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ANAESTHESIA FOR UROLOGICAL SURGERY
Outline: Types of surgical procedures Points of importance to the anaesthetist Anaesthesia for common urological procedures
If only 5% dextrose/water is available add 20ml of 50% dextrose to 200ml of 5% dextrose/water + 15 units insulin and give over 30-60 mins. The other problems encountered in patients with renal failure are discussed in Chapter 37. respiratory and other problems common to their age. obstructive lesions of the urinary tract. 152 . Positioning the patient Nephrectomy is performed with the patient in the lateral position.g. Endoscopic surgery − Cystoscopy − Trans-urethral resection of the prostate − Resection of bladder lesions − Urethral dilatations POINTS OF IMPORTANCE TO THE ANAESTHETIST Geriatric problems Many patients presenting for urological procedures are older people. These problems are discussed under Anaesthesia for the Elderly in Chapter 36.TYPES OF SURGICAL PROCEDURES Open surgery. The surgery performed will be for the purpose of correcting for example. Some patients will present with hyperkalaemia which if > 6.5 needs to be corrected before surgery. A suggested regime would be: Insulin 15 units in 200ml 10% dextrose/water given over 30-60 mins. cystoscopies and TUR in the lithotomy position. They therefore present with cardiovascular. Renal failure A proportion of patients will be in renal failure. These positions may affect the cardiovascular and respiratory systems. ureters and kidneys. Special care is also needed to prevent injury to peripheral nerves. This may provide a temporary improvement and allow surgery to proceed. e. surgery of the bladder.
A spinal anaesthetic is not routinely justified because the procedure is such a short one. Repeated anaesthetics There can be a problem with repeated anaesthetics eg. Place the patient in the lithotomy position. Give ketamine 2 mg/kg IV (or 5-7 mg/kg IM) and diazepam 0. 153 . Regional anaesthesia A spinal may be indicated in patients who are unfit for any of the above techniques. equipment for ventilating the patient and suction available. ANAESTHESIA FOR COMMONLY PERFORMED UROLOGICAL PROCEDURES CYSTOSCOPY AND RETROGRADE PYELOGRAPHY Local anaesthesia 1 or 2% Lignocaine jelly may be used but is contraindicated in cystitis or infection of the urethra. in the presence of trauma to the urethra or bleeding from the urethra. Record the blood pressure and leave the cuff in place. The patient may need supplementary doses every 20 minutes. Insert an IV cannula. Have an oxygen source. The patient must be medically fit for a general anaesthetic.Electrocautery The use of electrocautery is a contraindication to the use of flammable anaesthetic agents. in patients who present for check cystoscopies for bladder tumours or urethral dilatations. with halothane. Swab the operative field. General anaesthesia using spontaneous ventilation N2O/oxygen and volatile would be suitable. Ketamine/diazepam technique This has been discussed under "Anaesthetic Techniques" in Chapter 14.1 mg/kg IV.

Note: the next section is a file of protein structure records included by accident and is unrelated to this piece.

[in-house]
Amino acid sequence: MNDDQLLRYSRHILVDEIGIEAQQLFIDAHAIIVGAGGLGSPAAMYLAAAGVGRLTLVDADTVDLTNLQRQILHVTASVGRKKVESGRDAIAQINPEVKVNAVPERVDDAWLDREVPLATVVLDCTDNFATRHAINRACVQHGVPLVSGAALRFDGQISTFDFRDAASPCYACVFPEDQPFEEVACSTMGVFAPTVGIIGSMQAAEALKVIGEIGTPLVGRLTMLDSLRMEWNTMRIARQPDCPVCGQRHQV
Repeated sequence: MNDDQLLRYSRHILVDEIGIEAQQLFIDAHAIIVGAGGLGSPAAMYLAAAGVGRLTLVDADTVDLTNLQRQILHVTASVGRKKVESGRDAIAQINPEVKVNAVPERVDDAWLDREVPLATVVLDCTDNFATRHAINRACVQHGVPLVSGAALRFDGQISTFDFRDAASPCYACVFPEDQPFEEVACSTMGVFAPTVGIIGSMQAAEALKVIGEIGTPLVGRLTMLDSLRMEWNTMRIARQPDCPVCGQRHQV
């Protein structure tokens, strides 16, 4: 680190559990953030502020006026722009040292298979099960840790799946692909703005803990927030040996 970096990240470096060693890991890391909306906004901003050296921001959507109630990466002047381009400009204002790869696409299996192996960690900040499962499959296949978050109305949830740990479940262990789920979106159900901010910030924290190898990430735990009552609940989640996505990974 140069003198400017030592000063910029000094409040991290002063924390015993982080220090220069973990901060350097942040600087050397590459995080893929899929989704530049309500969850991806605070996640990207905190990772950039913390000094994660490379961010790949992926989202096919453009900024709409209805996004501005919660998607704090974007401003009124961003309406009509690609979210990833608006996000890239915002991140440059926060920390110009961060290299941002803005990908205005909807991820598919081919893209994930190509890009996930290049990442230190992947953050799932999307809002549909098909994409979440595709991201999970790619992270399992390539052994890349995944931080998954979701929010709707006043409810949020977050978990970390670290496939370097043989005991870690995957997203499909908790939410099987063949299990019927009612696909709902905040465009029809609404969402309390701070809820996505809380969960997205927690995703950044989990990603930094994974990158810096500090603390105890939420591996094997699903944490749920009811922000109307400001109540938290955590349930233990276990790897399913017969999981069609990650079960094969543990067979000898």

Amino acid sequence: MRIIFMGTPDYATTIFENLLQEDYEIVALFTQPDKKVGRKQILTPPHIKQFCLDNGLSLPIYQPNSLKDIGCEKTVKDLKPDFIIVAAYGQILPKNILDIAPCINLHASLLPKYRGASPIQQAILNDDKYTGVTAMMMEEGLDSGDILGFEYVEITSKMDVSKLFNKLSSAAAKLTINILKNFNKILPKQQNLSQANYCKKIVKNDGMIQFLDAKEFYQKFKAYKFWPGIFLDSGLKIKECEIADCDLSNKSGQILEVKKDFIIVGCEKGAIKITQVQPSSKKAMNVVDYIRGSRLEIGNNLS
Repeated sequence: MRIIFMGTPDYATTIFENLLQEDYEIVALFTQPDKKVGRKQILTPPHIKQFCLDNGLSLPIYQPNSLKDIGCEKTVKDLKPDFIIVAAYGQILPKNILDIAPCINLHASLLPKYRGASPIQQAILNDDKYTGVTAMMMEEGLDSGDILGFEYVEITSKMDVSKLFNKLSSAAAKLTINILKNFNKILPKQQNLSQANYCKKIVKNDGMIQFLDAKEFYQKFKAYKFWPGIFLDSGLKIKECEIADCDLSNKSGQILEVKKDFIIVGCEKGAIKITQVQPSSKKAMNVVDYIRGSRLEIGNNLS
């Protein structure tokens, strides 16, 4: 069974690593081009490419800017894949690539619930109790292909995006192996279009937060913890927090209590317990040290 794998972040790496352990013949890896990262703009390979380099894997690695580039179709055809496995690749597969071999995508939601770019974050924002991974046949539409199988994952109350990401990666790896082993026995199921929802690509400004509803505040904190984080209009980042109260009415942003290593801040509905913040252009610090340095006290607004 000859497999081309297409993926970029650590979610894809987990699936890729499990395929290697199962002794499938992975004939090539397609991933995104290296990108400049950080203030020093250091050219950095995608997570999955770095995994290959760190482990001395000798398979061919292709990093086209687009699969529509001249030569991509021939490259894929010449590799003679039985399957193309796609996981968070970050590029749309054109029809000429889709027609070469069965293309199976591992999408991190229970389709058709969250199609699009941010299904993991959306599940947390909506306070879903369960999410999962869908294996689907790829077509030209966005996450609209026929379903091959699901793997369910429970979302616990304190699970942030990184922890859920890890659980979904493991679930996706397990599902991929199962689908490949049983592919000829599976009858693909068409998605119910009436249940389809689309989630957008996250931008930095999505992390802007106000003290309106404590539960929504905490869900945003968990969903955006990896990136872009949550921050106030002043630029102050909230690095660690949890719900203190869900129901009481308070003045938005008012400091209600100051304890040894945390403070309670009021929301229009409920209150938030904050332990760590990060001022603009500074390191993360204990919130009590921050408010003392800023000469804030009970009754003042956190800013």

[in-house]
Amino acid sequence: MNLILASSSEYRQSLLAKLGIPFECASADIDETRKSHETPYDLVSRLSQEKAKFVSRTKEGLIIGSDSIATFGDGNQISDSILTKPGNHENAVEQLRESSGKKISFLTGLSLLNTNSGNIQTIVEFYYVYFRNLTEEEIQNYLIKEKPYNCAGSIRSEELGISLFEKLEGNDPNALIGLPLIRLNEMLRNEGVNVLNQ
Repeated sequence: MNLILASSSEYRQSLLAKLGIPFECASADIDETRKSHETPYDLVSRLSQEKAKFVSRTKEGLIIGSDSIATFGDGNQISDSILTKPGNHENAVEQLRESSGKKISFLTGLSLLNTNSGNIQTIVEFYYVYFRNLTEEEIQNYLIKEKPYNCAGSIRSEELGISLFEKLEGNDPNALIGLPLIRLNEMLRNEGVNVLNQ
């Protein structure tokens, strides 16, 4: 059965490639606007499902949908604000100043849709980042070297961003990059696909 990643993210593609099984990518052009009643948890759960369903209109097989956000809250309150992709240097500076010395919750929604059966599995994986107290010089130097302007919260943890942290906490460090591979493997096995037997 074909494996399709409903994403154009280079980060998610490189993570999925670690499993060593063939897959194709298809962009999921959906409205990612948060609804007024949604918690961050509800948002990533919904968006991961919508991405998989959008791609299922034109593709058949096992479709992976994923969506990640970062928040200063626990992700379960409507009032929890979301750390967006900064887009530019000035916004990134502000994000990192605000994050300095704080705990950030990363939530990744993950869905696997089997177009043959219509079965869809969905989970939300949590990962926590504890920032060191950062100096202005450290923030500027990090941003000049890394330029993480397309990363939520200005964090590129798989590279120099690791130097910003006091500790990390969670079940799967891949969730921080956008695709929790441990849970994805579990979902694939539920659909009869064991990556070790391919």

This is suitable in the fit patient who is not obese. • Intra-operative complications are more easily detected if the patient is awake. vomiting. • It provides good operating conditions with analgesia and relaxation. Restlessness may signify absorption of irrigating fluid into the circulation. • Bleeding is significantly reduced. − Controlled ventilation using nitrous oxide. pain may signify accidental perforation of the bladder or prostatic capsule. It may also indicate cardiovascular overload. • It reduces the risk of explosion. e.9% saline or Hartmann’s. All these complications can increase bleeding. • Spinal anaesthesia is especially suitable for older patients. relaxant. or pethidine or relaxant technique with ketamine infusion is useful in the less fit. who may have medical problems. General anaesthesia The use of the EMO with ether is not recommended for trans-urethral resection of the prostate gland because of the use of diathermy and the need for oxygen in this group of elderly patients. oxygen.g. • It reduces post-operative problems such as nausea. oxygen and volatile other than ether. fentanyl. Spinal anaesthesia should reach to the level of T10.g.CIRCUMCISION This can be performed under • Local infiltration (avoid vasoconstrictors in the local anaesthetic) • Ketamine/diazepam • General anaesthesia with spontaneous ventilation • Regional techniques e. dry retching or coughing. spinal • Penile block TRANS URETHRAL RESECTION OF THE PROSTATE Spinal (or epidural block) This is the recommended technique for the following reasons. 154 . IV fluids for the patient should be 0. supplemented with volatile. Special care must be taken with electrical equipment if this technique is used. This is helped by a head down tilt. the obese or bullnecked patient. More suitable techniques would be: − Spontaneous respiration with nitrous oxide.